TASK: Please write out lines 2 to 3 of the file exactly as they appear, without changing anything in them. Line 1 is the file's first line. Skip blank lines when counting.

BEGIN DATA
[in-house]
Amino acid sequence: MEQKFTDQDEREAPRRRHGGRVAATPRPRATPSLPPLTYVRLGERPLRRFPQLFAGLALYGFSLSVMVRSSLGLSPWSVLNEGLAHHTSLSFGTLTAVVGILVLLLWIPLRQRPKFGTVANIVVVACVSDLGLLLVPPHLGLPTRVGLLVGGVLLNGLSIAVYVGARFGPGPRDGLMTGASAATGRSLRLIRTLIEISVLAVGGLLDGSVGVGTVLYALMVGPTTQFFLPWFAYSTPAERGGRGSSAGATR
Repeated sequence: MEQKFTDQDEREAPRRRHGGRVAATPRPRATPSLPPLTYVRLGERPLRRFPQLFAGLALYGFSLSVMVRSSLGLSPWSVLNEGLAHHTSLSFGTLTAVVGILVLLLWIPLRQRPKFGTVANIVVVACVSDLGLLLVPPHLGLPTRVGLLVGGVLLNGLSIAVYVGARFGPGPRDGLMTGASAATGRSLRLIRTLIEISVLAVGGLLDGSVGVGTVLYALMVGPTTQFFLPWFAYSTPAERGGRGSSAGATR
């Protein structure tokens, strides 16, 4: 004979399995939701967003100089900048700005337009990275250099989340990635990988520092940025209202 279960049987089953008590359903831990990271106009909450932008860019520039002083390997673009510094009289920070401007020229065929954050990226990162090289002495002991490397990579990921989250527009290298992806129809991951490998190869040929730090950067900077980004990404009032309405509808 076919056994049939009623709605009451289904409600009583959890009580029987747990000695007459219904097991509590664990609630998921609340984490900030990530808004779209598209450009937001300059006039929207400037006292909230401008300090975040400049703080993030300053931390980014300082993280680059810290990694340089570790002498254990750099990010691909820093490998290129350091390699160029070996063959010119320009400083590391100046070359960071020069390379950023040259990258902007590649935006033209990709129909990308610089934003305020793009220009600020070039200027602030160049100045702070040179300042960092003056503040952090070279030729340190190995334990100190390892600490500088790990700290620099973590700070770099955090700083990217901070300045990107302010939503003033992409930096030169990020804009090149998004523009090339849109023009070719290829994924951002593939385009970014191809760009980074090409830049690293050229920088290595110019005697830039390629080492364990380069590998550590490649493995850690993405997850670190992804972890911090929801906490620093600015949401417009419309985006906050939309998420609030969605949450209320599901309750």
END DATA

Amino acid sequence: MEQKFTDQDEREAPRRRHGGRVAATPRPRATPSLPPLTYVRLGERPLRRFPQLFAGLALYGFSLSVMVRSSLGLSPWSVLNEGLAHHTSLSFGTLTAVVGILVLLLWIPLRQRPKFGTVANIVVVACVSDLGLLLVPPHLGLPTRVGLLVGGVLLNGLSIAVYVGARFGPGPRDGLMTGASAATGRSLRLIRTLIEISVLAVGGLLDGSVGVGTVLYALMVGPTTQFFLPWFAYSTPAERGGRGSSAGATR
Repeated sequence: MEQKFTDQDEREAPRRRHGGRVAATPRPRATPSLPPLTYVRLGERPLRRFPQLFAGLALYGFSLSVMVRSSLGLSPWSVLNEGLAHHTSLSFGTLTAVVGILVLLLWIPLRQRPKFGTVANIVVVACVSDLGLLLVPPHLGLPTRVGLLVGGVLLNGLSIAVYVGARFGPGPRDGLMTGASAATGRSLRLIRTLIEISVLAVGGLLDGSVGVGTVLYALMVGPTTQFFLPWFAYSTPAERGGRGSSAGATR